O.C. Sheriff outlines changes in 1st year

SANTA ANA, Calif. Hutchens said policies are in place to make the department more accountable and free of corruption. Citing one example, under Hutchens's direction, deputies who see use of force are now required to report the incident unlike before when there was no such requirement.

Hutchens also said she is looking to secure a potentially lucrative contract with the federal government where Orange County would provide about 600 beds for immigrants released from jails who are facing deportation hearings. The Sheriff's Department is facing its own budget problems and Hutchens said this is one way for the department to generate funds.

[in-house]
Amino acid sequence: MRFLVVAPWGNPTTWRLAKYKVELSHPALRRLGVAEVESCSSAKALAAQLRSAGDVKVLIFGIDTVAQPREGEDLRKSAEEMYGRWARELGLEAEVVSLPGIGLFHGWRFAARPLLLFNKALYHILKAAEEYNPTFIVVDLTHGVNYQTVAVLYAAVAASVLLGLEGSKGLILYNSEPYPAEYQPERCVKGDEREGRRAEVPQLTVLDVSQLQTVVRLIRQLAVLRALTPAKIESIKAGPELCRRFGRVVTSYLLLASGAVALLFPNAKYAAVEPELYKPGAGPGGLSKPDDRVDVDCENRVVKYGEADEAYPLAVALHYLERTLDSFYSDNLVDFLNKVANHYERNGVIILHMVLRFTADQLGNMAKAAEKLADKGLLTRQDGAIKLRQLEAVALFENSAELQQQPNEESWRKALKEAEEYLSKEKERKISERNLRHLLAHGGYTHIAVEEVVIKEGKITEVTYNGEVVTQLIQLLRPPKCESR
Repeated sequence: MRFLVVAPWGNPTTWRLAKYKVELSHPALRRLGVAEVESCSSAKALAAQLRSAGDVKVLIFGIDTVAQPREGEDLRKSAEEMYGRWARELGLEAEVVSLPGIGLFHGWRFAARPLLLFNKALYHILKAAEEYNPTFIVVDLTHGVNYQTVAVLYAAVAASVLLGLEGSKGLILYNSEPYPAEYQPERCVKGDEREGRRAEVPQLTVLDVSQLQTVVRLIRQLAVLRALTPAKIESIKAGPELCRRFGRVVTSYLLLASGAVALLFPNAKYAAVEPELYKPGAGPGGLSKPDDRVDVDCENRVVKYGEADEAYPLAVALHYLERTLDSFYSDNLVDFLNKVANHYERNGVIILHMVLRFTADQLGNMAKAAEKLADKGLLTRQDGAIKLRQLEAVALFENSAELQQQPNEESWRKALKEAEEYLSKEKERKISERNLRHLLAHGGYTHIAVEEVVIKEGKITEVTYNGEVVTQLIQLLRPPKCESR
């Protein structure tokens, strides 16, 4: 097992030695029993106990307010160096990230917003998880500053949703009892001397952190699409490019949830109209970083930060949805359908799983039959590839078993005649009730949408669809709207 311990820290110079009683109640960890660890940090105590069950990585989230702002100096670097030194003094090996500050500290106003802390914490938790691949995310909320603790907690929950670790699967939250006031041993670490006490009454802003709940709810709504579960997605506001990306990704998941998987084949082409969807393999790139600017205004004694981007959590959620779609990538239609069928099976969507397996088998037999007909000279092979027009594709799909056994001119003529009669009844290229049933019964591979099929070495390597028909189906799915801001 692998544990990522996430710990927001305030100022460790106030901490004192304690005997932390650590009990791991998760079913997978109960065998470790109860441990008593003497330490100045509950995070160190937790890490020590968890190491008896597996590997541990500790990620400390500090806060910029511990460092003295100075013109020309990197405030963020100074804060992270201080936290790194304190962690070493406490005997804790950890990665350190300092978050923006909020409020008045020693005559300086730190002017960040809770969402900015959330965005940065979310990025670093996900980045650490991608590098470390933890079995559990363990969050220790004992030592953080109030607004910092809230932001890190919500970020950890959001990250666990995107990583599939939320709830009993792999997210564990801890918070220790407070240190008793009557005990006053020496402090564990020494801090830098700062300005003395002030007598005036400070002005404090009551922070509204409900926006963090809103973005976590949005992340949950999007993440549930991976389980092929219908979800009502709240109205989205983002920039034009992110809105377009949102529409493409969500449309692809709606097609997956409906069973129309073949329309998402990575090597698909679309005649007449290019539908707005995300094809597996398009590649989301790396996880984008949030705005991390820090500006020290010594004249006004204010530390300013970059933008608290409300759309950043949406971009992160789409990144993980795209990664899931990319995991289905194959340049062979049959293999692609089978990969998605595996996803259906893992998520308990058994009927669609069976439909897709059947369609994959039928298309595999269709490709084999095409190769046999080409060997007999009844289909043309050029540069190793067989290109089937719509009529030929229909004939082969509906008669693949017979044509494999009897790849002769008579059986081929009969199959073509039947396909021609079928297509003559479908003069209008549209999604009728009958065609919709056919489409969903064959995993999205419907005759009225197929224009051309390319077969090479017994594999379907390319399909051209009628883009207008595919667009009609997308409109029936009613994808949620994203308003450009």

She also addressed the fallout after Carona's departure. Hutches said that the FBI was contacted to determine if the corruption indictments stopped with Carona or if she had to worry about other members of her newly-inherited staff.

"Because I didn't know, and they said no, we're done," Hutchens said. "And so after a year, I will tell you that the corruption was confined to the office of the sheriff, and some of the command staff."

Hutchens is also reviewing all the concealed-weapons permits issued by Carona, a source of much controversy when she inherited the job. Many questioned who was qualified to carry concealed weapons and why. Hutchens said the new policy applies to those who have demonstrated a good cause to carry a concealed weapon.

Hutchens was appointed to the post by the Board of Supervisors in June 2008, roughly six months after Carona resigned, to fill the remainder of his term. Hutchens needs to run for the job in 2010 and be approved by voters if she wants to stay.

In April, Carona was convicted of witness tampering and sentenced more than five years in prison. He is appealing.

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